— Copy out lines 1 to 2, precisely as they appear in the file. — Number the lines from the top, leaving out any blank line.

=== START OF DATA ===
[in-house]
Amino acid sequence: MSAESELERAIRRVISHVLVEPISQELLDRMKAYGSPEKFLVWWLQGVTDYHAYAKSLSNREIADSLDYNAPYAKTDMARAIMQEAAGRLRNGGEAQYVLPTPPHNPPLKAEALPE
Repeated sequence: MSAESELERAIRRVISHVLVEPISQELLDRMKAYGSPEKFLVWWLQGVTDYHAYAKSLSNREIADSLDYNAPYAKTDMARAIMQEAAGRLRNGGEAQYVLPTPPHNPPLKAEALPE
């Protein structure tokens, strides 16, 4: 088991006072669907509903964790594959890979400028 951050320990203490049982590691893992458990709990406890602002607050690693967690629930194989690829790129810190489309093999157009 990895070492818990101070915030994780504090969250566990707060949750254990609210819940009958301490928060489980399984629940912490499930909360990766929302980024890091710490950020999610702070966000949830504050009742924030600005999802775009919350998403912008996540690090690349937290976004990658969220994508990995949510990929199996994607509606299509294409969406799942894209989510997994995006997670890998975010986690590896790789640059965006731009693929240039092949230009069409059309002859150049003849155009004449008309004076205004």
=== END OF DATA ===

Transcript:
[in-house]
Amino acid sequence: MSAESELERAIRRVISHVLVEPISQELLDRMKAYGSPEKFLVWWLQGVTDYHAYAKSLSNREIADSLDYNAPYAKTDMARAIMQEAAGRLRNGGEAQYVLPTPPHNPPLKAEALPE